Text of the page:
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Joint Statement by CGT, Solidaridad Obrera & CNT About the Situation in #Catalonia

Joint statement from October 26, 2017 by CGT, Solidaridad Obrera and CNT about the situation in Catalonia.

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#Italy: Workers Stabbed and Hit by Car as Pro-Boss Mob Attacks Picket

One worker was stabbed and another hit by a car as a group of striking workers outside an SDA warehouse in Carpiano, near Milan, was ambushed last night by a group of over 100 attackers armed with knives and metal bars.

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#Bulgaria: Anarcho-Syndicalists and Former Workers block Max Telecom HQ Over Unpaid Wages

Former employees of Max Telecom, along with anarchosyndicalists from ARS (Autonomous Worker’s Union) organised a picket demanding the immediate payment of all unpaid wages.

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Syndikalism Argentina: Solidarity Message From Libertarian Syndicalist Union

We denounce the strikebreaking tactic of the employer, which in order to break the mobilization, prints the Sunday edition of the newspaper in the neighboring country of Chile. The business committee of the AGR-Clarin workers sent a letter to the Chilean unions and in the union of Argentine truckers, asking for their solidarity: not to print or transfer the scabs form.

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Wildcat Strikes In One Of The Largest Retailers In #Bulgaria

The workers from one of the biggest Bulgarian retail stores Picadilly, along with anarchosyndicalists from Autonomous Worker’s Union went on wildcat strikes across the country.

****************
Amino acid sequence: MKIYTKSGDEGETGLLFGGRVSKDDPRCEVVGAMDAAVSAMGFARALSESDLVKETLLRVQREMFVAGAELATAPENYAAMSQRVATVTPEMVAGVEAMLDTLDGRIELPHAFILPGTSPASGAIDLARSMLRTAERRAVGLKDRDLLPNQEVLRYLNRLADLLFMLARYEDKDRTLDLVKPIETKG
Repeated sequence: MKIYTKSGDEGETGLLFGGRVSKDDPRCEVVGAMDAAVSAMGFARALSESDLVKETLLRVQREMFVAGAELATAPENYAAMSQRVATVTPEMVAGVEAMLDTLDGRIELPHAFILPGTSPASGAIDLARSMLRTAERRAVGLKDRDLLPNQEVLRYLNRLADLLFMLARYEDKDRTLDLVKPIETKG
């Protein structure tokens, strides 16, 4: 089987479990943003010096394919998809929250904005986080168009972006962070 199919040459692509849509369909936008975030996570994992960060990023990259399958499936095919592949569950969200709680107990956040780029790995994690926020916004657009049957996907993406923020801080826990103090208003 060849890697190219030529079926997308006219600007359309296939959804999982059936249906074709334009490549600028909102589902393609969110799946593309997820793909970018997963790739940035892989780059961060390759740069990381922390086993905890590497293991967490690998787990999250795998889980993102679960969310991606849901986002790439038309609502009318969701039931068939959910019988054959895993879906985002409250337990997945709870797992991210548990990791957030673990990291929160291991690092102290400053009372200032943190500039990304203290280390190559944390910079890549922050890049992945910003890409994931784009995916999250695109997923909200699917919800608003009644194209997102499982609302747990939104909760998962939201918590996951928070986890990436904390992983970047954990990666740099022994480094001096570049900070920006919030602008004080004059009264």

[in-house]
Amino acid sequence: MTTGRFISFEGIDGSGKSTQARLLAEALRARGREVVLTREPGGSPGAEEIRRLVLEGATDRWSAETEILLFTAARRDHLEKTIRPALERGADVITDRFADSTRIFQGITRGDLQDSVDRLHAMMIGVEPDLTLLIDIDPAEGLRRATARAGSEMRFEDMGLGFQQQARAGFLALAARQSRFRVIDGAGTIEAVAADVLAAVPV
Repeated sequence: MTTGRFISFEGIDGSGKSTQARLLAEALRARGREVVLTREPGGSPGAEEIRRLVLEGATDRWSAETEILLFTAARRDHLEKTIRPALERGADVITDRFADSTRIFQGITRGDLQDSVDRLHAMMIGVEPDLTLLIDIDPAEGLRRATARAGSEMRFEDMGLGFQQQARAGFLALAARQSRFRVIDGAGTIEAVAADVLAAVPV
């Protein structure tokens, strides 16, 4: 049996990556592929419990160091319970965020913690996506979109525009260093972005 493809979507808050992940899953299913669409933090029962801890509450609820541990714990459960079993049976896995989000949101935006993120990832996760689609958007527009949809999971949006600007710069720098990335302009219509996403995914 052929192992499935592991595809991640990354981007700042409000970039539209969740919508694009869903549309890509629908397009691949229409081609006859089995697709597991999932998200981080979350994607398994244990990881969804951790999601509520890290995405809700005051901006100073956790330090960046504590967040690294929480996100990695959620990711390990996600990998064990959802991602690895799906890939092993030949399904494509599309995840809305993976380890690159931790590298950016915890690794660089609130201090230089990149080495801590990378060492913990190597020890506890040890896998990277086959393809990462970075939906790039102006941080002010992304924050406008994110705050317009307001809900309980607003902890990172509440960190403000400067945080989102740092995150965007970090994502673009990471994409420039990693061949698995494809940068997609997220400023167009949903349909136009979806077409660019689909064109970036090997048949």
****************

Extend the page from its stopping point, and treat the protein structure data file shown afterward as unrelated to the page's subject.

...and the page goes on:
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Labor’s death under trump? The potential for a renewed workers movement in an era of dangers

Following the Trump victory speculation has been rampant and has led to various proclamations yet again of the death of labor. Our third piece exploring the potentials for labor under Trump comes from one of our editors S Nicholas Nappalos. He argues that while these dangers are real, they also come with new possibilities for a militant participatory workers movement. Moreover it is not apolitical unions that can address the weaknesses of the labor movement heading into a collision with this government, but an active politicized union movement marking its opposition to both capital and the state.

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This Is Not a Drill: Bracing for the Trump Era

In Libcom’s second installment in our Labor under Trump mini-series, Mark Brenner from Labor Notes explores what union members can do in the face of anticipated threats. At this point most of the debate is speculation, but the labor notes piece is worth discussing because they explore concrete experiences in areas where anti-labor policies have been implemented such as organizing in right-to-work states and solidarity with coworkers independent of their immigration status. Brenner paints a picture of a labor movement at a crossroads, a theme we will return to next week.

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Misunderstanding syndicalism

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“The claim that “syndicalist unions broke off from mainstream federations to form ‘purely revolutionary’ unions, cutting themselves off from the mass of workers” doesn’t hold up, though it does conform to the Leninist orthodoxy of “Left-Wing” Communism: An Infantile Disorder. There were many countries where the syndicalist unions were the majority–such as Portugal, Spain, Argentina, Uruguay, Peru and Brazil. Syndicalist unions in South Africa, such as the Industrial Workers of Africa (modeled on the Industrial Workers of the World), were the only unions that organized native African workers, who were excluded from the white craft unions.
At the time of the mass occupation of the factories in Italy in September 1920, the USI (Italian Syndicalist Union) was claiming 800,000 members, and the factory councils formed throughout Italy in those events were mostly organized by the USI. Moreover, it was the anarcho-syndicalists who initiated a militia movement (“arditti del popolo”) to fight Mussolini’s fascist squads. But the Communists didn’t cooperate, and the Socialist Party capitulated to fascism.

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